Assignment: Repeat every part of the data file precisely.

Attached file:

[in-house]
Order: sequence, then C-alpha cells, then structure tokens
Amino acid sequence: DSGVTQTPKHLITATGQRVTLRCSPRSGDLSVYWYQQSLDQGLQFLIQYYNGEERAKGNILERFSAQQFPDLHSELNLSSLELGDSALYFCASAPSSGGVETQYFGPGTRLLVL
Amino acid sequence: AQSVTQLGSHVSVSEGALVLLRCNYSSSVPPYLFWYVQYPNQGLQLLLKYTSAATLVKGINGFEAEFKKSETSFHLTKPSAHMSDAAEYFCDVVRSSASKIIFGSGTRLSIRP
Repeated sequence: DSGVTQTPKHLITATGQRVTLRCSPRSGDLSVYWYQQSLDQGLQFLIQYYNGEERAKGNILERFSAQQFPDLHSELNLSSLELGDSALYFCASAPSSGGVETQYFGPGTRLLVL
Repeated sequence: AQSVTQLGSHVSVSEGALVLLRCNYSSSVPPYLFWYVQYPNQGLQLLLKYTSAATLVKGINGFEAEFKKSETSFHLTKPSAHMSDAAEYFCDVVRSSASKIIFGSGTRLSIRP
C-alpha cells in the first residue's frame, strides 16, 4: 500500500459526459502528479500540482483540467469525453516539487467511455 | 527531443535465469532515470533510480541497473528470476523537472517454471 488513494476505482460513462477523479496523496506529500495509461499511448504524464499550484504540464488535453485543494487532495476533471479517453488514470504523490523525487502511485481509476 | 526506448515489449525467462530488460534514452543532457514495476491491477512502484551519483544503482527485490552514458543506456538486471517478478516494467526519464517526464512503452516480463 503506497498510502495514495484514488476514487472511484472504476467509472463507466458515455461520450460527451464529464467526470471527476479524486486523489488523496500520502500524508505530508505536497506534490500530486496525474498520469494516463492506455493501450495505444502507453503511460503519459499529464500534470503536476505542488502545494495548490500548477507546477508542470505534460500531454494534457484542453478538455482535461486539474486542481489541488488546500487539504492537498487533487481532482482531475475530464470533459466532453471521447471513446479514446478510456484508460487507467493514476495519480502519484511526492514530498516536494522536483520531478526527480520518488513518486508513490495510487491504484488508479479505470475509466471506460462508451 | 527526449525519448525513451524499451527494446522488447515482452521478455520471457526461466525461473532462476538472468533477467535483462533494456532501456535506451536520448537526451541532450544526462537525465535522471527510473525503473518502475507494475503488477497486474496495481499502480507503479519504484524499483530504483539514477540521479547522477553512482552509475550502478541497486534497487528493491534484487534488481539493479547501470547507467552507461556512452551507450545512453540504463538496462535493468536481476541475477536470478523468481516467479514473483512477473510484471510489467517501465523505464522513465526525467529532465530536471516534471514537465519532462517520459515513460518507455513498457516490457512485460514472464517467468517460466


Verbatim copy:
[in-house]
Order: sequence, then C-alpha cells, then structure tokens
Amino acid sequence: DSGVTQTPKHLITATGQRVTLRCSPRSGDLSVYWYQQSLDQGLQFLIQYYNGEERAKGNILERFSAQQFPDLHSELNLSSLELGDSALYFCASAPSSGGVETQYFGPGTRLLVL
Amino acid sequence: AQSVTQLGSHVSVSEGALVLLRCNYSSSVPPYLFWYVQYPNQGLQLLLKYTSAATLVKGINGFEAEFKKSETSFHLTKPSAHMSDAAEYFCDVVRSSASKIIFGSGTRLSIRP
Repeated sequence: DSGVTQTPKHLITATGQRVTLRCSPRSGDLSVYWYQQSLDQGLQFLIQYYNGEERAKGNILERFSAQQFPDLHSELNLSSLELGDSALYFCASAPSSGGVETQYFGPGTRLLVL
Repeated sequence: AQSVTQLGSHVSVSEGALVLLRCNYSSSVPPYLFWYVQYPNQGLQLLLKYTSAATLVKGINGFEAEFKKSETSFHLTKPSAHMSDAAEYFCDVVRSSASKIIFGSGTRLSIRP
C-alpha cells in the first residue's frame, strides 16, 4: 500500500459526459502528479500540482483540467469525453516539487467511455 | 527531443535465469532515470533510480541497473528470476523537472517454471 488513494476505482460513462477523479496523496506529500495509461499511448504524464499550484504540464488535453485543494487532495476533471479517453488514470504523490523525487502511485481509476 | 526506448515489449525467462530488460534514452543532457514495476491491477512502484551519483544503482527485490552514458543506456538486471517478478516494467526519464517526464512503452516480463 503506497498510502495514495484514488476514487472511484472504476467509472463507466458515455461520450460527451464529464467526470471527476479524486486523489488523496500520502500524508505530508505536497506534490500530486496525474498520469494516463492506455493501450495505444502507453503511460503519459499529464500534470503536476505542488502545494495548490500548477507546477508542470505534460500531454494534457484542453478538455482535461486539474486542481489541488488546500487539504492537498487533487481532482482531475475530464470533459466532453471521447471513446479514446478510456484508460487507467493514476495519480502519484511526492514530498516536494522536483520531478526527480520518488513518486508513490495510487491504484488508479479505470475509466471506460462508451 | 527526449525519448525513451524499451527494446522488447515482452521478455520471457526461466525461473532462476538472468533477467535483462533494456532501456535506451536520448537526451541532450544526462537525465535522471527510473525503473518502475507494475503488477497486474496495481499502480507503479519504484524499483530504483539514477540521479547522477553512482552509475550502478541497486534497487528493491534484487534488481539493479547501470547507467552507461556512452551507450545512453540504463538496462535493468536481476541475477536470478523468481516467479514473483512477473510484471510489467517501465523505464522513465526525467529532465530536471516534471514537465519532462517520459515513460518507455513498457516490457512485460514472464517467468517460466